Musical composition and performance are perhaps two of the most effective vessels for the indication of political support or dissent by private citizens. Consider the late 1960s, when groups and musicians like Jefferson Airplane or Bob Dylan wrote music that challenged the Vietnam War and political establishment. As evidenced by the festivals, riots and protests of that decade, not only does music spread awareness about a particular cause, but it also forms immeasurable solidarity among its listeners.
Yet, what happens when musical choice and expression extends itself to public officials? Politicians, by the nature of their existence, must find ways to connect with their constituents. This often takes the form of loud and booming words that pander to one side of an issue while alienating the opposition. Could music not promote synergy without the extreme partisanship generated by charged speeches?
The way in which American politicians have utilized music in the near past has been, for the most part, strange. It inspires images of the questionable, Orwellian “Freedom Kids” act that preceded a recent Donald Trump rally. There is Bill Clinton’s famous saxophone playing on The Arsenio Hall Show in 1992 during his presidential campaign (although not alive to experience this at the time, the image of Clinton, wearing a suit and jet-black sunglasses, is permanently ingrained in a layer of my own subconscious). Worth mentioning is Paul Ryan’s 2012 praising of Rage Against the Machine. For a band with tracks such as “Killing in the Name” and “Township Rebellion,” Ryan’s move thoroughly confused fans of Rage as well as those of the Republican Party.
Most of these events seem nothing more than gimmicky ploys used to create a charismatic perception of the given candidate or politician. However, I do find a certain degree of hope and comfort in one particular musical endeavor undertaken by a public official. Last August, Barack Obama released on Spotify two playlists of his favorite summer tunes. One playlist is for the day, while the other is reserved for night. At the time, I did not devote much thought to the playlists. I simply assumed them to be similar to the tactics mentioned above. Yet, over the past few months, and perhaps influenced by the Monty Python sketch that has become the 2016 presidential race, I have come to realize the profundity that characterizes Obama’s two playlists. The songs he selected encompass a wide range of topics and emotions that affect all members of our culture.
The day playlist contains songs that deal with sensitive and powerful subjects. One such track is “Memories Live” by Reflection Eternal. In this song, hip hop artist Talib Kweli talks about the creative significance of his own memories and consciousness as they have been shaped by his African heritage and vibrant upbringing. Following this track is “Tombstone Blues” by Bob Dylan, which criticizes American authority and policy of the 1960s and asserts the arbitrariness of living in a world so unstable and violent. In the chorus of the song, Dylan sings “Mama’s in the factory/She has got no shoes/Daddy’s in the alley/He’s looking for food/I’m in the kitchen/With the tombstone blues.” Obama’s inclusion of such tracks offers a respectable acknowledgement of the socioeconomic, philosophical or physical adversity that is formative in the lives of so many individuals. The night playlist becomes much more subtle and pensive, opening with John Coltrane’s thirteen minute-long epic jazz rendition of “My Favorite Things.” The rest of this playlist contains a number of serene love and jazz songs.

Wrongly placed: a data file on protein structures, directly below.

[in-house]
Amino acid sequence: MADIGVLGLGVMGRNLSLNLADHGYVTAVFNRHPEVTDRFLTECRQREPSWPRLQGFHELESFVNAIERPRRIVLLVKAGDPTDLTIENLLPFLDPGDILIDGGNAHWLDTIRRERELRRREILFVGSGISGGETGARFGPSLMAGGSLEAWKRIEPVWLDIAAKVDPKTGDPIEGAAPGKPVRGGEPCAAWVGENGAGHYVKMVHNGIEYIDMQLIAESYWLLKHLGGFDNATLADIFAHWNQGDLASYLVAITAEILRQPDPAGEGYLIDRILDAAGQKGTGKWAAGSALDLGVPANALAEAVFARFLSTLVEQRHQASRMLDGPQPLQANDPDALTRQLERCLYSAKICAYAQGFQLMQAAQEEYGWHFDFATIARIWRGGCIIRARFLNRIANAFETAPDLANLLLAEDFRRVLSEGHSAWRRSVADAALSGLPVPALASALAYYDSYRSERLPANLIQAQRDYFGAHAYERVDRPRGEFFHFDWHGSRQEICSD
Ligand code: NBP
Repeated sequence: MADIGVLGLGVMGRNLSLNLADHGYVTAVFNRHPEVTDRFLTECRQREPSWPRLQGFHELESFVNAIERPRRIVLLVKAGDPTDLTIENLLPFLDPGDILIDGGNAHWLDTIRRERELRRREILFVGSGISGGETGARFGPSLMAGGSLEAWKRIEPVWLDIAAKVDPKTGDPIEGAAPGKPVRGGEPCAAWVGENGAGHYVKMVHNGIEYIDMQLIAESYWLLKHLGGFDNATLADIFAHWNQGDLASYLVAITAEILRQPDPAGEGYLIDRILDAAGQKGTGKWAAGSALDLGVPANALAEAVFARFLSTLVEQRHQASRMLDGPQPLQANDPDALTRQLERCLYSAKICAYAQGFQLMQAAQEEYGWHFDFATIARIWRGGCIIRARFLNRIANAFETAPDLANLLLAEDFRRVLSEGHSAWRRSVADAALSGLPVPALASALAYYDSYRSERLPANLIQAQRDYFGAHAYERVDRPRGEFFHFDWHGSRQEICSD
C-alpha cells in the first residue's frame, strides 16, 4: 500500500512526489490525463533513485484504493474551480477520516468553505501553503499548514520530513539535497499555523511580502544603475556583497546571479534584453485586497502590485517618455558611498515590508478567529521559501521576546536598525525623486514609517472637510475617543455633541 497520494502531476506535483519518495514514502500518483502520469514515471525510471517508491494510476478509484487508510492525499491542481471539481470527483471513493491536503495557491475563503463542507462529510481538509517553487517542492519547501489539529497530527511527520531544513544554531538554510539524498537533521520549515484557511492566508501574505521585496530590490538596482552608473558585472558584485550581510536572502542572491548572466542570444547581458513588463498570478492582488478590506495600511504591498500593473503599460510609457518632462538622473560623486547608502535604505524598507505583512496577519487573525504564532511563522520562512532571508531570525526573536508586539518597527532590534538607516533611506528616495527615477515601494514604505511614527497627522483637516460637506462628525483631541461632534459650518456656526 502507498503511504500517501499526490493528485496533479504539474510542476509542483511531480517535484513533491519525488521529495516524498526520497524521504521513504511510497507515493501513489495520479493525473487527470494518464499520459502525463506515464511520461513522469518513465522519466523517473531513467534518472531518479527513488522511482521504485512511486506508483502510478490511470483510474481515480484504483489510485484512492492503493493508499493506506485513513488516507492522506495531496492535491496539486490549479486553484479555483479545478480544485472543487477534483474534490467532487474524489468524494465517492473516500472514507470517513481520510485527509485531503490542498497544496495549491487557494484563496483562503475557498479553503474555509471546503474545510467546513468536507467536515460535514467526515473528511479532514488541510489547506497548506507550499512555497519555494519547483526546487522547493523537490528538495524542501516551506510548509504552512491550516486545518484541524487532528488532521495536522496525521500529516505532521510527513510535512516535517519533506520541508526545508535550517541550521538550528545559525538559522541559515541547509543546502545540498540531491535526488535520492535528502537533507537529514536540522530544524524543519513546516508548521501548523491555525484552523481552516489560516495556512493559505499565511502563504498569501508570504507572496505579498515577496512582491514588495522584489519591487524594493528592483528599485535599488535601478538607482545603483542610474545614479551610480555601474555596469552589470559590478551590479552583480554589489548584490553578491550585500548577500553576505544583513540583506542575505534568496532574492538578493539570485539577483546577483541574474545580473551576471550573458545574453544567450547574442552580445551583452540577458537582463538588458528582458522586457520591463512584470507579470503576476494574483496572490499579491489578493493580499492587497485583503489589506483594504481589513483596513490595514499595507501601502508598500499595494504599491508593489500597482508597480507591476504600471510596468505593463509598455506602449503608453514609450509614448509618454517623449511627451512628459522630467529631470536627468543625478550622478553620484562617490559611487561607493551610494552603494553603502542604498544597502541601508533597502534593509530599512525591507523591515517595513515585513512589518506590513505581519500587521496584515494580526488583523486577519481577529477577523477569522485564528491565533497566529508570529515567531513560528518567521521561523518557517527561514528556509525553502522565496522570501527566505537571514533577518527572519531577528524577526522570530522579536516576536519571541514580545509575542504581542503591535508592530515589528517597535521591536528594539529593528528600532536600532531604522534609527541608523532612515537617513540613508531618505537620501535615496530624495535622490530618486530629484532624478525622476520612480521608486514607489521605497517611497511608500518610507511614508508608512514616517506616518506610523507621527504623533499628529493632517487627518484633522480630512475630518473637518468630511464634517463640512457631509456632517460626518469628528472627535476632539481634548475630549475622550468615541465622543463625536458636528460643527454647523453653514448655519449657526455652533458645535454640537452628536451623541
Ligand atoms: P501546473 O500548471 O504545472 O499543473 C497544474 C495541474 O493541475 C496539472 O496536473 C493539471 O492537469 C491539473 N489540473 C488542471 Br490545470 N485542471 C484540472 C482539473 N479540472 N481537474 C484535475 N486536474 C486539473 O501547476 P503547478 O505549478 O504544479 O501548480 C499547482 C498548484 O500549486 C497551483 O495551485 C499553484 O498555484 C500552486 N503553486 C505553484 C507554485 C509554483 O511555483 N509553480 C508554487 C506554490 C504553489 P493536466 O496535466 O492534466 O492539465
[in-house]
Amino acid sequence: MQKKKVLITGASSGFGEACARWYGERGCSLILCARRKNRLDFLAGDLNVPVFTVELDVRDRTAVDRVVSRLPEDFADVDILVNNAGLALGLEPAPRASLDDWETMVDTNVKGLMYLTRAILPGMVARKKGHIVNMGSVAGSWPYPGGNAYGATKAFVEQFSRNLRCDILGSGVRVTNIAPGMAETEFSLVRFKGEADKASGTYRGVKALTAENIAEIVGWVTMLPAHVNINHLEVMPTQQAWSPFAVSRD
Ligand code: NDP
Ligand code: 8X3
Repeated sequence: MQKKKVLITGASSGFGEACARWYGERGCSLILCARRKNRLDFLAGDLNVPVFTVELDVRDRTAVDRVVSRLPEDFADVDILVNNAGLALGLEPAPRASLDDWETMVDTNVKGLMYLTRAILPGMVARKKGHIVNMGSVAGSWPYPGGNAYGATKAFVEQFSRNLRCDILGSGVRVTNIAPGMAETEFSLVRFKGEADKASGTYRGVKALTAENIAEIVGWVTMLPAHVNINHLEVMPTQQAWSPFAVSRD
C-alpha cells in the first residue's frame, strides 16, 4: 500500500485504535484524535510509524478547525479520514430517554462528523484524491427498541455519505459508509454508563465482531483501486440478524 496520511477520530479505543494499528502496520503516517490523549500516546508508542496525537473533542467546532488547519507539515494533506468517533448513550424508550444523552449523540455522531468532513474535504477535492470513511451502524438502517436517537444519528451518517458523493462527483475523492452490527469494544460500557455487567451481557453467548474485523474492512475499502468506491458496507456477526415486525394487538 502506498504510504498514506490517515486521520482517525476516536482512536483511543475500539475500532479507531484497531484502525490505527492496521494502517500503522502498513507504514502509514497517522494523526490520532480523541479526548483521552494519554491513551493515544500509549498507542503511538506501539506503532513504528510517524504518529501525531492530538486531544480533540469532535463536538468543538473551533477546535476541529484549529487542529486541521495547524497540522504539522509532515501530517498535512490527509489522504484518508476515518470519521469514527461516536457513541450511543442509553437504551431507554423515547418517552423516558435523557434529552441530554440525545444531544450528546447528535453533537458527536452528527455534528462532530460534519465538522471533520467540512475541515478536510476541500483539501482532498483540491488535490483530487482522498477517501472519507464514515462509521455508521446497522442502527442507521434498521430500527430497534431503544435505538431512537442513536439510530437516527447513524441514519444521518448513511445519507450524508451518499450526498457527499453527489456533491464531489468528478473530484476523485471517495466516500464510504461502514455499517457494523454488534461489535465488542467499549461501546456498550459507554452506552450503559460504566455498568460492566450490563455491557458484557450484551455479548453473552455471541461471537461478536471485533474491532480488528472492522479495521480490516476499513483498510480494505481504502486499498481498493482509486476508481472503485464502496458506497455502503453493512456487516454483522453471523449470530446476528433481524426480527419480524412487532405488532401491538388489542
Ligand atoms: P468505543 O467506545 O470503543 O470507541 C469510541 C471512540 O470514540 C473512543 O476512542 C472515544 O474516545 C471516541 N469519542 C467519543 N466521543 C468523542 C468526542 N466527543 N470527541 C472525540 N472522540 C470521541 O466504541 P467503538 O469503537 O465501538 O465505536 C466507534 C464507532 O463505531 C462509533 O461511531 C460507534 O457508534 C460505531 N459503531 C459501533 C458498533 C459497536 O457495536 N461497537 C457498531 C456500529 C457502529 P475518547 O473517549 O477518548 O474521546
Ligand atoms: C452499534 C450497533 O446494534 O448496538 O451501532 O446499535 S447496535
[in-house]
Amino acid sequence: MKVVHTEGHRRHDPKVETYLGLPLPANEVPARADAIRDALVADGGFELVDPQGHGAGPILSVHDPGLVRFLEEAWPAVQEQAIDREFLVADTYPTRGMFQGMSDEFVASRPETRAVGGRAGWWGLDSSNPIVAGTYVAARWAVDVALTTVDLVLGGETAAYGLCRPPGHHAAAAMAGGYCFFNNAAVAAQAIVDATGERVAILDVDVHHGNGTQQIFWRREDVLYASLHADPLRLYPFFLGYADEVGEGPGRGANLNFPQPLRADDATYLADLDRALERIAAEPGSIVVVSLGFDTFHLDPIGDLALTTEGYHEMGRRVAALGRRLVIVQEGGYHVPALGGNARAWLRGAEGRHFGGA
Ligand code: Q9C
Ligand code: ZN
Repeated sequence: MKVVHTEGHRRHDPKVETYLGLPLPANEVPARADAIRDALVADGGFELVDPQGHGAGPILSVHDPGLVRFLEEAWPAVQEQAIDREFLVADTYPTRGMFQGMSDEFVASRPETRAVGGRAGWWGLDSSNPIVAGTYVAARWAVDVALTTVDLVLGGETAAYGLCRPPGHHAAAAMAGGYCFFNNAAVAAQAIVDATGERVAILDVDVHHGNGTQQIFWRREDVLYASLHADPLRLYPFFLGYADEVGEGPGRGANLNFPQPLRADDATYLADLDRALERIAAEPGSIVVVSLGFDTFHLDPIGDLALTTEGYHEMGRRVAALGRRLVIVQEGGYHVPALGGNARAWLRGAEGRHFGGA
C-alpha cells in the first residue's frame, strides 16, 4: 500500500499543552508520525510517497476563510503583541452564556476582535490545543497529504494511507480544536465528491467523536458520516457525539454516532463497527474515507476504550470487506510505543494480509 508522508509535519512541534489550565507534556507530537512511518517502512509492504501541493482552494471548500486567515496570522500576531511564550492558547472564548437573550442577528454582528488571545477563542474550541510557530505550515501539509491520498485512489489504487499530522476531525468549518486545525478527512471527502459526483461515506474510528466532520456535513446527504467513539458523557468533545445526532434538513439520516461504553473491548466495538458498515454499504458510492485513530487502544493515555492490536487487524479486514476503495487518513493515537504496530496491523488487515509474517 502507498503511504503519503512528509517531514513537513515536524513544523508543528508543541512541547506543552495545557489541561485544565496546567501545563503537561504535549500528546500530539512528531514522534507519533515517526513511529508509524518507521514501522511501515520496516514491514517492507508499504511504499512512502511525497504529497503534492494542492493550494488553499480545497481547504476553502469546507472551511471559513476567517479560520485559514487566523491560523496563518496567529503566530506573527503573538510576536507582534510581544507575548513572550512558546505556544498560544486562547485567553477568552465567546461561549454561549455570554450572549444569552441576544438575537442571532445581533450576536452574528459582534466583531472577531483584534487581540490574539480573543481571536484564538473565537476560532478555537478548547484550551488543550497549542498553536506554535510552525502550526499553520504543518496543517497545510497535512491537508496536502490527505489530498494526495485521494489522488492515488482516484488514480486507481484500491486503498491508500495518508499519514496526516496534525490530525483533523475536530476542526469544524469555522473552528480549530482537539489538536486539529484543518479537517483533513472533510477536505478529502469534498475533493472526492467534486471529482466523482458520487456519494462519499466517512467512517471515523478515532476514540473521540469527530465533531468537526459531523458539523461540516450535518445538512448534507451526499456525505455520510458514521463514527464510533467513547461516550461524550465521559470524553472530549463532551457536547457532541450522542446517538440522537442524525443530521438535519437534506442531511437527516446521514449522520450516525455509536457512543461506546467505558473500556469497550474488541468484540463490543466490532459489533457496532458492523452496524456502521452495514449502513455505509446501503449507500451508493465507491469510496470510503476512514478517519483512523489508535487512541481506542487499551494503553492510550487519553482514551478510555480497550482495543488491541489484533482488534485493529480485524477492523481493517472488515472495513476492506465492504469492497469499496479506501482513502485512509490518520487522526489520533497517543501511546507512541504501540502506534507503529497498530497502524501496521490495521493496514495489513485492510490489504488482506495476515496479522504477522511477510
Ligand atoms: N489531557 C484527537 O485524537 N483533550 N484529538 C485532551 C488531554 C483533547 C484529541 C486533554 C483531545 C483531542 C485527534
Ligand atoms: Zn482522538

The contrast among these musical selections is surely a musical representation of the difference between the hot, busy summer day and the cool and placid summer night. However, I believe that it speaks to its listeners on a far more philosophical level. There are indeed innumerable issues currently facing the world, and it is crucial that those with a relative freedom of mobility use their resources to consistently challenge and fight injustices. However, equally as important is the remembrance of why these issues are worth combatting; that is, the human satisfaction of love, friendship or personal introspection. Such a theme can bridge the divide between polarized peoples and maybe this was Barack Obama’s intent when he picked these specific songs. The 2016 presidential race has thus far indicated that emphatic retorts and gestures may now speak more to feelings than do thoughtful words and statements. Perhaps it is music that may channel this new form of political efficacy into more bipartisan and compassionate action.
Nick Swan is a freshman in the School of Industrial and Labor Relations. He can be reached at firstname.lastname@example.org. Swan’s Song runs alternate Fridays this semester.